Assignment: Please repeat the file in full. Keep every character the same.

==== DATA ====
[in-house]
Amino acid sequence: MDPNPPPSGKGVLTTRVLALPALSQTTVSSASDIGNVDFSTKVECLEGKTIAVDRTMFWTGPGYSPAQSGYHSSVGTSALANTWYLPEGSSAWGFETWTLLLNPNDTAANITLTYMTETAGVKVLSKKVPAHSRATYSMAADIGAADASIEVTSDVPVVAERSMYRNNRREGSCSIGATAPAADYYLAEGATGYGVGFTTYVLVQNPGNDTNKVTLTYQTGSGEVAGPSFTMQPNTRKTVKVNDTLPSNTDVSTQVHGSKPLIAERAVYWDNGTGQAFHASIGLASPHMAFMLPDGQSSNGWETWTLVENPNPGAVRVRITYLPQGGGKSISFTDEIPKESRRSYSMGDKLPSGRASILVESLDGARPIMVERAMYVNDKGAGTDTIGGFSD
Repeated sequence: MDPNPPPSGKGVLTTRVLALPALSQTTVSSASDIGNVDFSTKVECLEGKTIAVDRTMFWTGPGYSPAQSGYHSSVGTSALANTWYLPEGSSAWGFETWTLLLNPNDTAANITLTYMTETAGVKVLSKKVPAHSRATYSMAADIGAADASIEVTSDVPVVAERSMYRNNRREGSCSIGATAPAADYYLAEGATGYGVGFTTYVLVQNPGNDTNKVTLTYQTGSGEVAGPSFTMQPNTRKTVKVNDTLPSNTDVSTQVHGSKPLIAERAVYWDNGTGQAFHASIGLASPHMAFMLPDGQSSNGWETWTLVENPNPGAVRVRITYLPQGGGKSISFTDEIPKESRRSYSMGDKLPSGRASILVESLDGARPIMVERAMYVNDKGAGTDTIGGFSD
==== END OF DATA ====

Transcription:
[in-house]
Amino acid sequence: MDPNPPPSGKGVLTTRVLALPALSQTTVSSASDIGNVDFSTKVECLEGKTIAVDRTMFWTGPGYSPAQSGYHSSVGTSALANTWYLPEGSSAWGFETWTLLLNPNDTAANITLTYMTETAGVKVLSKKVPAHSRATYSMAADIGAADASIEVTSDVPVVAERSMYRNNRREGSCSIGATAPAADYYLAEGATGYGVGFTTYVLVQNPGNDTNKVTLTYQTGSGEVAGPSFTMQPNTRKTVKVNDTLPSNTDVSTQVHGSKPLIAERAVYWDNGTGQAFHASIGLASPHMAFMLPDGQSSNGWETWTLVENPNPGAVRVRITYLPQGGGKSISFTDEIPKESRRSYSMGDKLPSGRASILVESLDGARPIMVERAMYVNDKGAGTDTIGGFSD
Repeated sequence: MDPNPPPSGKGVLTTRVLALPALSQTTVSSASDIGNVDFSTKVECLEGKTIAVDRTMFWTGPGYSPAQSGYHSSVGTSALANTWYLPEGSSAWGFETWTLLLNPNDTAANITLTYMTETAGVKVLSKKVPAHSRATYSMAADIGAADASIEVTSDVPVVAERSMYRNNRREGSCSIGATAPAADYYLAEGATGYGVGFTTYVLVQNPGNDTNKVTLTYQTGSGEVAGPSFTMQPNTRKTVKVNDTLPSNTDVSTQVHGSKPLIAERAVYWDNGTGQAFHASIGLASPHMAFMLPDGQSSNGWETWTLVENPNPGAVRVRITYLPQGGGKSISFTDEIPKESRRSYSMGDKLPSGRASILVESLDGARPIMVERAMYVNDKGAGTDTIGGFSD